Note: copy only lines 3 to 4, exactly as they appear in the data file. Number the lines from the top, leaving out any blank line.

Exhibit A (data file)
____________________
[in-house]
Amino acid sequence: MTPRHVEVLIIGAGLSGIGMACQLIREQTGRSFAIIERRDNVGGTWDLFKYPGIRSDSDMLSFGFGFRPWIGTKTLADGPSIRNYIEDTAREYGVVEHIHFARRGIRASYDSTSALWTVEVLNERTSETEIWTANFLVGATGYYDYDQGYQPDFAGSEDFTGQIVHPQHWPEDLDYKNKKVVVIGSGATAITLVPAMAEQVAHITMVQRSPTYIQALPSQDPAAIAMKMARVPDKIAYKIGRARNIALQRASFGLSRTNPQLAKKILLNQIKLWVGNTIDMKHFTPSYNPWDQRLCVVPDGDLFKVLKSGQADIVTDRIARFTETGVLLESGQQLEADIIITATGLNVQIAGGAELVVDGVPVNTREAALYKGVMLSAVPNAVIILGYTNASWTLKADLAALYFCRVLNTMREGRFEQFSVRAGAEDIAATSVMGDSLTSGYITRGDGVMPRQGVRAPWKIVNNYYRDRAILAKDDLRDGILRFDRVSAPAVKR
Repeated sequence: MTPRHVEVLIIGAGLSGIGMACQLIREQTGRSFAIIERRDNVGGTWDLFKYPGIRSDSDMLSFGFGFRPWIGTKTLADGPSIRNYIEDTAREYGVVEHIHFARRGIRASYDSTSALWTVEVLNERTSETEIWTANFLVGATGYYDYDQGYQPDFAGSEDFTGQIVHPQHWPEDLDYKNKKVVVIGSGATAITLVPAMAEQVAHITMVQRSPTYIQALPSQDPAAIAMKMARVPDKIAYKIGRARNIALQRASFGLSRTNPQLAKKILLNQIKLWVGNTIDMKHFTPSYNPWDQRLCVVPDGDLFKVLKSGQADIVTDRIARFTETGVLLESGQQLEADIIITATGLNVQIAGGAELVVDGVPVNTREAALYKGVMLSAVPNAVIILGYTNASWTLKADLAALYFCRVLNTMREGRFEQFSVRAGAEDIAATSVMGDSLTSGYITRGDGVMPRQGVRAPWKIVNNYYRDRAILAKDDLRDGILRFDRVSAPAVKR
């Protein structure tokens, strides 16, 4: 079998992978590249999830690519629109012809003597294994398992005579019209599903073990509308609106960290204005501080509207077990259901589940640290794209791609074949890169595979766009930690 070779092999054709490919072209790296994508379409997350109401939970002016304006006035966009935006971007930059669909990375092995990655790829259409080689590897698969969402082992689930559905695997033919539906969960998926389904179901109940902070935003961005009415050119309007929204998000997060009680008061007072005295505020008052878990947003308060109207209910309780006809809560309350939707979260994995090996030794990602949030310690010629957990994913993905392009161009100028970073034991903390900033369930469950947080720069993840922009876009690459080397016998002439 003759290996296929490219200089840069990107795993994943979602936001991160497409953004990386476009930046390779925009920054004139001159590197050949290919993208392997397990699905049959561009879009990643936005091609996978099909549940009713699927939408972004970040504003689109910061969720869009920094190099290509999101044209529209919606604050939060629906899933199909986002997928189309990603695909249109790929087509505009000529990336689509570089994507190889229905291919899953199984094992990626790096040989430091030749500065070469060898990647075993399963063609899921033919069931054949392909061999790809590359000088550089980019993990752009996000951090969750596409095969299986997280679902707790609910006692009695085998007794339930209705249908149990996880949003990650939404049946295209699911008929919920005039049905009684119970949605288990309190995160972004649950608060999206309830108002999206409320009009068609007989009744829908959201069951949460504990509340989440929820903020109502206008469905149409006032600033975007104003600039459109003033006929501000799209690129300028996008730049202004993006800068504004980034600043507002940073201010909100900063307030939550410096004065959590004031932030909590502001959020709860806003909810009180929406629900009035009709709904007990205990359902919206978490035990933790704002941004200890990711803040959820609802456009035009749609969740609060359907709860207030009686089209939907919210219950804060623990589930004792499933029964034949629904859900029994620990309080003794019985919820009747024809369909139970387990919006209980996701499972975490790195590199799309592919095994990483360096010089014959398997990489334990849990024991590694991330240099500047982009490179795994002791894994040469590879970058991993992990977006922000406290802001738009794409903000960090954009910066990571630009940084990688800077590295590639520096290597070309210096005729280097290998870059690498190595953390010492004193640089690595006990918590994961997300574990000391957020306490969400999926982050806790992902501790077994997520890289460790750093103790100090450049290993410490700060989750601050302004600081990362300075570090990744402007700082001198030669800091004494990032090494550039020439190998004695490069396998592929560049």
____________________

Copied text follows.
Repeated sequence: MTPRHVEVLIIGAGLSGIGMACQLIREQTGRSFAIIERRDNVGGTWDLFKYPGIRSDSDMLSFGFGFRPWIGTKTLADGPSIRNYIEDTAREYGVVEHIHFARRGIRASYDSTSALWTVEVLNERTSETEIWTANFLVGATGYYDYDQGYQPDFAGSEDFTGQIVHPQHWPEDLDYKNKKVVVIGSGATAITLVPAMAEQVAHITMVQRSPTYIQALPSQDPAAIAMKMARVPDKIAYKIGRARNIALQRASFGLSRTNPQLAKKILLNQIKLWVGNTIDMKHFTPSYNPWDQRLCVVPDGDLFKVLKSGQADIVTDRIARFTETGVLLESGQQLEADIIITATGLNVQIAGGAELVVDGVPVNTREAALYKGVMLSAVPNAVIILGYTNASWTLKADLAALYFCRVLNTMREGRFEQFSVRAGAEDIAATSVMGDSLTSGYITRGDGVMPRQGVRAPWKIVNNYYRDRAILAKDDLRDGILRFDRVSAPAVKR
């Protein structure tokens, strides 16, 4: 079998992978590249999830690519629109012809003597294994398992005579019209599903073990509308609106960290204005501080509207077990259901589940640290794209791609074949890169595979766009930690 070779092999054709490919072209790296994508379409997350109401939970002016304006006035966009935006971007930059669909990375092995990655790829259409080689590897698969969402082992689930559905695997033919539906969960998926389904179901109940902070935003961005009415050119309007929204998000997060009680008061007072005295505020008052878990947003308060109207209910309780006809809560309350939707979260994995090996030794990602949030310690010629957990994913993905392009161009100028970073034991903390900033369930469950947080720069993840922009876009690459080397016998002439 003759290996296929490219200089840069990107795993994943979602936001991160497409953004990386476009930046390779925009920054004139001159590197050949290919993208392997397990699905049959561009879009990643936005091609996978099909549940009713699927939408972004970040504003689109910061969720869009920094190099290509999101044209529209919606604050939060629906899933199909986002997928189309990603695909249109790929087509505009000529990336689509570089994507190889229905291919899953199984094992990626790096040989430091030749500065070469060898990647075993399963063609899921033919069931054949392909061999790809590359000088550089980019993990752009996000951090969750596409095969299986997280679902707790609910006692009695085998007794339930209705249908149990996880949003990650939404049946295209699911008929919920005039049905009684119970949605288990309190995160972004649950608060999206309830108002999206409320009009068609007989009744829908959201069951949460504990509340989440929820903020109502206008469905149409006032600033975007104003600039459109003033006929501000799209690129300028996008730049202004993006800068504004980034600043507002940073201010909100900063307030939550410096004065959590004031932030909590502001959020709860806003909810009180929406629900009035009709709904007990205990359902919206978490035990933790704002941004200890990711803040959820609802456009035009749609969740609060359907709860207030009686089209939907919210219950804060623990589930004792499933029964034949629904859900029994620990309080003794019985919820009747024809369909139970387990919006209980996701499972975490790195590199799309592919095994990483360096010089014959398997990489334990849990024991590694991330240099500047982009490179795994002791894994040469590879970058991993992990977006922000406290802001738009794409903000960090954009910066990571630009940084990688800077590295590639520096290597070309210096005729280097290998870059690498190595953390010492004193640089690595006990918590994961997300574990000391957020306490969400999926982050806790992902501790077994997520890289460790750093103790100090450049290993410490700060989750601050302004600081990362300075570090990744402007700082001198030669800091004494990032090494550039020439190998004695490069396998592929560049």